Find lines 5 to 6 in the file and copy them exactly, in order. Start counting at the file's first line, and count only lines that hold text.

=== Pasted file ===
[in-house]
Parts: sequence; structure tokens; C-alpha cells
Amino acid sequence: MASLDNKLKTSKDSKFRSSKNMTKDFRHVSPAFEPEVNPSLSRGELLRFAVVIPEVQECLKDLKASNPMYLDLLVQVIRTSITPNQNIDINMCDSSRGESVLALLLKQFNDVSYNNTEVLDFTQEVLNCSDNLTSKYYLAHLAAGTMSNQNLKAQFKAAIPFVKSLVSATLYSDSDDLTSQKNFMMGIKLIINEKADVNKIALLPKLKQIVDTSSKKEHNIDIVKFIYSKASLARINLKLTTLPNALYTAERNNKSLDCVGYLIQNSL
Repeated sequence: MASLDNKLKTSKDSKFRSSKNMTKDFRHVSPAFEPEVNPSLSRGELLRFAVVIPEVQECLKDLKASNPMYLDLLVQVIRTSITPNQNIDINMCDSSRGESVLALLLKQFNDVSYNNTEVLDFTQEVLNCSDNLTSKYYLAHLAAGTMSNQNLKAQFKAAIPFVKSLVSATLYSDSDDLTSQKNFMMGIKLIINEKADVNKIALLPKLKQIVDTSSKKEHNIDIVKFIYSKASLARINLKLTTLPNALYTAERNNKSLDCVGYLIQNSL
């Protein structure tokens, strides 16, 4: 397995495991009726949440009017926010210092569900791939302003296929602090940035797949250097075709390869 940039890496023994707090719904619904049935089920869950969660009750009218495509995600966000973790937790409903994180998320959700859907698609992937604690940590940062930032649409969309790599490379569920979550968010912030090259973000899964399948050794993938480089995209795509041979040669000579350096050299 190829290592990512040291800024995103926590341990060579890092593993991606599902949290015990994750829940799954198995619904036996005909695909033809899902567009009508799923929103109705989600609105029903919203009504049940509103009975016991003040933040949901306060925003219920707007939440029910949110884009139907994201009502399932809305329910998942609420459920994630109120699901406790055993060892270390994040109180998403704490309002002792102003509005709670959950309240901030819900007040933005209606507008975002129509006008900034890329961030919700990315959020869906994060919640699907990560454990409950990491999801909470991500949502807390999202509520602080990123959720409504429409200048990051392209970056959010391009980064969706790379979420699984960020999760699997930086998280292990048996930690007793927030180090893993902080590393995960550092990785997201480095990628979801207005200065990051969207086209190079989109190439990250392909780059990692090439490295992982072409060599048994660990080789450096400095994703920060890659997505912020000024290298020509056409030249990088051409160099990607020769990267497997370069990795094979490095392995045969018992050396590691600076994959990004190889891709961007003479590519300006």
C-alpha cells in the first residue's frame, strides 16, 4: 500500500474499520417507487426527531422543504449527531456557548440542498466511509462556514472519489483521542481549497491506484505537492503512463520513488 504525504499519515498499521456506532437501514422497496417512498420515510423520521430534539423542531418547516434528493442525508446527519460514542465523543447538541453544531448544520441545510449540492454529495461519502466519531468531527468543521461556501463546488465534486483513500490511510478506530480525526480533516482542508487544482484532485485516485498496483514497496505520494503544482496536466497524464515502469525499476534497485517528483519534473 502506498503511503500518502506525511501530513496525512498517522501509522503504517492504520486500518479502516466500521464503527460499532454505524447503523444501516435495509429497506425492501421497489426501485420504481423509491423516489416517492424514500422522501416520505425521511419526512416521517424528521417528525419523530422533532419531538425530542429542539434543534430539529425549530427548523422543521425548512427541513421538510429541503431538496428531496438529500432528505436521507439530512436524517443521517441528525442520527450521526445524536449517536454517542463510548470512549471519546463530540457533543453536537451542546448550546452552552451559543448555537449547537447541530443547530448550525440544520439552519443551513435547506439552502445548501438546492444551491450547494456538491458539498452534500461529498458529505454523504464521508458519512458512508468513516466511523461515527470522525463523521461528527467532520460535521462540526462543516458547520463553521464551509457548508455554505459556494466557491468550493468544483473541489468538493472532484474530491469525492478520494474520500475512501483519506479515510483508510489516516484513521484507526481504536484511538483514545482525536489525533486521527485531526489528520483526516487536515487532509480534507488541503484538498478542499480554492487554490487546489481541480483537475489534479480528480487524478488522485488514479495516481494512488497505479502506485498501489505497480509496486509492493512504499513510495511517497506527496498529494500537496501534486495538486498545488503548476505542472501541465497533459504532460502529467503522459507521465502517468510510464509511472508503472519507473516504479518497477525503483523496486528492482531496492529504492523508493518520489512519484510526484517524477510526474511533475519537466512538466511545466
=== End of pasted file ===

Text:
């Protein structure tokens, strides 16, 4: 397995495991009726949440009017926010210092569900791939302003296929602090940035797949250097075709390869 940039890496023994707090719904619904049935089920869950969660009750009218495509995600966000973790937790409903994180998320959700859907698609992937604690940590940062930032649409969309790599490379569920979550968010912030090259973000899964399948050794993938480089995209795509041979040669000579350096050299 190829290592990512040291800024995103926590341990060579890092593993991606599902949290015990994750829940799954198995619904036996005909695909033809899902567009009508799923929103109705989600609105029903919203009504049940509103009975016991003040933040949901306060925003219920707007939440029910949110884009139907994201009502399932809305329910998942609420459920994630109120699901406790055993060892270390994040109180998403704490309002002792102003509005709670959950309240901030819900007040933005209606507008975002129509006008900034890329961030919700990315959020869906994060919640699907990560454990409950990491999801909470991500949502807390999202509520602080990123959720409504429409200048990051392209970056959010391009980064969706790379979420699984960020999760699997930086998280292990048996930690007793927030180090893993902080590393995960550092990785997201480095990628979801207005200065990051969207086209190079989109190439990250392909780059990692090439490295992982072409060599048994660990080789450096400095994703920060890659997505912020000024290298020509056409030249990088051409160099990607020769990267497997370069990795094979490095392995045969018992050396590691600076994959990004190889891709961007003479590519300006």
C-alpha cells in the first residue's frame, strides 16, 4: 500500500474499520417507487426527531422543504449527531456557548440542498466511509462556514472519489483521542481549497491506484505537492503512463520513488 504525504499519515498499521456506532437501514422497496417512498420515510423520521430534539423542531418547516434528493442525508446527519460514542465523543447538541453544531448544520441545510449540492454529495461519502466519531468531527468543521461556501463546488465534486483513500490511510478506530480525526480533516482542508487544482484532485485516485498496483514497496505520494503544482496536466497524464515502469525499476534497485517528483519534473 502506498503511503500518502506525511501530513496525512498517522501509522503504517492504520486500518479502516466500521464503527460499532454505524447503523444501516435495509429497506425492501421497489426501485420504481423509491423516489416517492424514500422522501416520505425521511419526512416521517424528521417528525419523530422533532419531538425530542429542539434543534430539529425549530427548523422543521425548512427541513421538510429541503431538496428531496438529500432528505436521507439530512436524517443521517441528525442520527450521526445524536449517536454517542463510548470512549471519546463530540457533543453536537451542546448550546452552552451559543448555537449547537447541530443547530448550525440544520439552519443551513435547506439552502445548501438546492444551491450547494456538491458539498452534500461529498458529505454523504464521508458519512458512508468513516466511523461515527470522525463523521461528527467532520460535521462540526462543516458547520463553521464551509457548508455554505459556494466557491468550493468544483473541489468538493472532484474530491469525492478520494474520500475512501483519506479515510483508510489516516484513521484507526481504536484511538483514545482525536489525533486521527485531526489528520483526516487536515487532509480534507488541503484538498478542499480554492487554490487546489481541480483537475489534479480528480487524478488522485488514479495516481494512488497505479502506485498501489505497480509496486509492493512504499513510495511517497506527496498529494500537496501534486495538486498545488503548476505542472501541465497533459504532460502529467503522459507521465502517468510510464509511472508503472519507473516504479518497477525503483523496486528492482531496492529504492523508493518520489512519484510526484517524477510526474511533475519537466512538466511545466